A British religious fanatic, born in Devon or Dorset in 1750. In 1792 she declared herself to be the woman from Revelation 12 who would give birth to the second Prince of Peace (the second coming of Christ). She travelled to London where she obtained a great following, and the first chapel dedicated to her was established in Southwark in 1802.

Her influence spread slowly but surely, and "Southcottian" chapels and churches started to become established right across England. In 1814, at the age of 64, Joanna Southcott announced that she was pregnant with the child who was to become the Messiah. Nine eminent doctors examined her and they all concluded that she was really pregnant, and that their best estimate of the child's birth date would be Christmas Day.

Naturally with this news her followers felt that their faith had been vindicated, and showed their devotion with gifts of money, jewellery and other valuables. On Christmas Day she failed to give birth, but lapsed into illness and she died two days later. An autopsy revealed no trace of a child.

However neither the death of their prophet nor her failure to deliver the promised messiah was sufficient to dissuade her followers. In fact if anything their resolve was strengthened and more people became Southcottian disciples, many of them claiming she would rise again. Sizeable numbers of her followers were still to be found at the beginning of the 20th Century.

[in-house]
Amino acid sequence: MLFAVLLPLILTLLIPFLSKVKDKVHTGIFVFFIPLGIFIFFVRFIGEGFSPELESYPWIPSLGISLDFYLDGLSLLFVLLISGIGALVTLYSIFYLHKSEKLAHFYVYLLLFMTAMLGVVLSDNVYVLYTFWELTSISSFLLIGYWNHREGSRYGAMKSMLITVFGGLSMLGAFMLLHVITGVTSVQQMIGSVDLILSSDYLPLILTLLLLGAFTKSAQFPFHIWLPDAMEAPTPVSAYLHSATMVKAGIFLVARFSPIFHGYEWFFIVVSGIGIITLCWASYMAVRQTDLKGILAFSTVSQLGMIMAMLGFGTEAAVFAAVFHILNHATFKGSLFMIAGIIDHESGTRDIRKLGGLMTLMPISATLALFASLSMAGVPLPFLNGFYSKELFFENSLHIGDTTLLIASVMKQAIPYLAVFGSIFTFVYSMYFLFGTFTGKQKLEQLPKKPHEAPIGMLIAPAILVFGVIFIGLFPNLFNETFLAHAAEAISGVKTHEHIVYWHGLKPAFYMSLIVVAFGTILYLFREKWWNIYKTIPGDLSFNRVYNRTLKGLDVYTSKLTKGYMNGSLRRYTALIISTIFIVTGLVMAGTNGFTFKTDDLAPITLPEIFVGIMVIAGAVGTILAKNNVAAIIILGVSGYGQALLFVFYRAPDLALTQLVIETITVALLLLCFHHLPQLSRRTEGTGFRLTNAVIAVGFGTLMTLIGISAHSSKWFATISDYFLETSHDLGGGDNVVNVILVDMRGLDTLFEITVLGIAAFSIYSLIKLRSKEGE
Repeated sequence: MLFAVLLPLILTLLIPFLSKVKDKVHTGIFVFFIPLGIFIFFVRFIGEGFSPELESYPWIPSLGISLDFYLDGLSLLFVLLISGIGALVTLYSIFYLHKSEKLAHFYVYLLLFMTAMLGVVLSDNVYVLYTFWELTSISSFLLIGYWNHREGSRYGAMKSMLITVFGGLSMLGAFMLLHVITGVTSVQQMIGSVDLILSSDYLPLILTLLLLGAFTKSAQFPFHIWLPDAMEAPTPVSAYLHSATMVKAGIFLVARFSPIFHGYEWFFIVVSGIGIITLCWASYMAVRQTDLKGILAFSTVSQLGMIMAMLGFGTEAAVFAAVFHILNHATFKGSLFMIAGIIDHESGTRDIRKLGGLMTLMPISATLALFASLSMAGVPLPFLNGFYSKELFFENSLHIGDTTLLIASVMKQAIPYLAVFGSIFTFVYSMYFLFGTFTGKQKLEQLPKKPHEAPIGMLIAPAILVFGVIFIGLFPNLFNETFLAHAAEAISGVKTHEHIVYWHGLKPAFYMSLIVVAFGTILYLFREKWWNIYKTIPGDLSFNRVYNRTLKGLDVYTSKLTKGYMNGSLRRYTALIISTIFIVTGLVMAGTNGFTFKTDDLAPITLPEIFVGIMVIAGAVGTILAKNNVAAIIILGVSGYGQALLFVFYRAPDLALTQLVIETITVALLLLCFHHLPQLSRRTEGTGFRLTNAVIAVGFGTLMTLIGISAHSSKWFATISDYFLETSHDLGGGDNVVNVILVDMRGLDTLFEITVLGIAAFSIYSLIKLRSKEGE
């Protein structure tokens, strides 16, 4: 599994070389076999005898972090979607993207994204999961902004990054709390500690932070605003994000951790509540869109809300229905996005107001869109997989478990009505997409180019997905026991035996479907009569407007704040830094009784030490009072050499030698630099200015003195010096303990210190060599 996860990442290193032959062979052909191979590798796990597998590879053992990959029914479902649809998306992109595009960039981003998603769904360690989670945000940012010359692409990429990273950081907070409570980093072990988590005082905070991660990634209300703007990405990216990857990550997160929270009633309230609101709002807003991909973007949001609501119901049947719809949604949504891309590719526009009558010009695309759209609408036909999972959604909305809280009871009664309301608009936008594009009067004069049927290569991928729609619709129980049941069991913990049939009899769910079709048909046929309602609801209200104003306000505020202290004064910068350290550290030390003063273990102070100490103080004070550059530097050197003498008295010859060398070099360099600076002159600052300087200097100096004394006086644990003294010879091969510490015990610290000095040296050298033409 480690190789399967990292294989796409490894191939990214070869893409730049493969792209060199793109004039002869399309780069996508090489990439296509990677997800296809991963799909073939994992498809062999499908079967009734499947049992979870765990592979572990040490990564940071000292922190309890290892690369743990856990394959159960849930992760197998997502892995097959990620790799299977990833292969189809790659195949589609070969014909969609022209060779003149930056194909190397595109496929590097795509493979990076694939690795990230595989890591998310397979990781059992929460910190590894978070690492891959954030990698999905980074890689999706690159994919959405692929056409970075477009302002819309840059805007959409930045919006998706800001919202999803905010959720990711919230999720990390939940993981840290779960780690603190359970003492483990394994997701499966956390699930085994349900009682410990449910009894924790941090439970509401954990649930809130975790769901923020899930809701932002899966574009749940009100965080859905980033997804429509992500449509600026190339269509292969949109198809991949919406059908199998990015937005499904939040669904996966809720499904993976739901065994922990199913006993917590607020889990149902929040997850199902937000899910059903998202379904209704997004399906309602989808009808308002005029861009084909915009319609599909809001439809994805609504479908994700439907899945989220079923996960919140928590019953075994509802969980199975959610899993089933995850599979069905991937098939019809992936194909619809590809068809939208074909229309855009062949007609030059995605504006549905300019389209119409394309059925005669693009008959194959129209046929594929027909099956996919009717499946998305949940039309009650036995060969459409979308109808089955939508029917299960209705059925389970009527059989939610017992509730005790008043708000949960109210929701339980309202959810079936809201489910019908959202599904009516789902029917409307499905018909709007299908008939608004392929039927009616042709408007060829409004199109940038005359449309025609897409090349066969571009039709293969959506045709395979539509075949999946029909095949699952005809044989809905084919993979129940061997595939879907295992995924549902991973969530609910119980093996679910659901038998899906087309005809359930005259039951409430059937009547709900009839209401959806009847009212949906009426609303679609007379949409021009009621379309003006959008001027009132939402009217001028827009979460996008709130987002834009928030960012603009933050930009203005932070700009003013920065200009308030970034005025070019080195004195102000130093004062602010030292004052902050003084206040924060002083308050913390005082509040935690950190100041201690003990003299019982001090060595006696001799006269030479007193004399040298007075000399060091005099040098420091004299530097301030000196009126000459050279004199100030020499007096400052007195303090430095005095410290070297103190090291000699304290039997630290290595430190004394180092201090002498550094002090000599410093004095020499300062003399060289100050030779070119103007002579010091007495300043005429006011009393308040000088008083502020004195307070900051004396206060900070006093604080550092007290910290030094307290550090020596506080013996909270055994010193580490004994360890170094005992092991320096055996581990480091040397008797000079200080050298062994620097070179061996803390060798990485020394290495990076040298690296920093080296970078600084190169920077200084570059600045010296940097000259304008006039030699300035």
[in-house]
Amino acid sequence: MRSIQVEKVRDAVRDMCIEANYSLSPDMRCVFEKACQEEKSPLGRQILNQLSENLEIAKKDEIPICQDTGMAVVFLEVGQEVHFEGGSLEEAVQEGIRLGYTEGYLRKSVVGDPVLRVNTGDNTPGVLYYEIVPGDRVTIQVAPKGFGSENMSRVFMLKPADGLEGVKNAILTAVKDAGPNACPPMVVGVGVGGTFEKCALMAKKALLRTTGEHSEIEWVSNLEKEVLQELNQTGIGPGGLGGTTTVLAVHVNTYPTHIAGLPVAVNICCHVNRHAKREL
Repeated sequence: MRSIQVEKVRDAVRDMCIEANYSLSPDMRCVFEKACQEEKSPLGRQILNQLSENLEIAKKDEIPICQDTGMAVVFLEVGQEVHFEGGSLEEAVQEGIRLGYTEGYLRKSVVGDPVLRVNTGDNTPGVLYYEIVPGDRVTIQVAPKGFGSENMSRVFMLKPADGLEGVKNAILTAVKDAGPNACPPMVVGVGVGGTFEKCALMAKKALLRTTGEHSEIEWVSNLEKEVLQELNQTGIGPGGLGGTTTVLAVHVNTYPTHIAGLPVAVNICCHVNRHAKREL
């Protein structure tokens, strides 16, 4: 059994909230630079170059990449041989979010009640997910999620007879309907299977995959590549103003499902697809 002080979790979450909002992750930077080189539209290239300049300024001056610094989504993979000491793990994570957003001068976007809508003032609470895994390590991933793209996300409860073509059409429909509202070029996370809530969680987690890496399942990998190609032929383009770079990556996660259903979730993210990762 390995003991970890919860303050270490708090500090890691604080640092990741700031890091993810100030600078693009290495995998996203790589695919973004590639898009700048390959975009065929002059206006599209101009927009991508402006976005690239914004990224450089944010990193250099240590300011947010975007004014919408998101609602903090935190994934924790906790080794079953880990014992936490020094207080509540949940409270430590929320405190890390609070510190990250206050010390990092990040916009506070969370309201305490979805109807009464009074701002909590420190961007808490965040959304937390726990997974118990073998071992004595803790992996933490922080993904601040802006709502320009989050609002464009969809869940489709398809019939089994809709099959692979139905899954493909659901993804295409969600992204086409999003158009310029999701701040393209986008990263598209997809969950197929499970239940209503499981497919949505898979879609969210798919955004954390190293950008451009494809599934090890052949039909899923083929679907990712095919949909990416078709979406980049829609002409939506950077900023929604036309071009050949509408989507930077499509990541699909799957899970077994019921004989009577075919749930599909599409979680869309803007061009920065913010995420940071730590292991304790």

Joanna Southcott left one final legacy to the world: a locked and sealed box tied with cords and kept at a holy location in southern England. This box is supposed to contain the secret to World Peace. Joanna is believed to have decreed that the box may only be opened in the presence of all 24 Bishops of the Church of England: there is no recorded instance in history of all the Bishops ever being in one place at the same time.

A brief addendum to iain's write-up:

Joanna Southcott made her announcement that she was pregnant with an immaculately conceived messiah named Shiloh when she was 64 years old. She died a few months later.

In accordance with her last wishes, her body was kept warm for four days and four nights before being dissected to ascertain the truth of her claim to pregnancy. The results of the dissection: no baby, and no established cause of death. The appearance of the pregnancy was determined to be the effect of extreme flatulence and "extensive omental fat".

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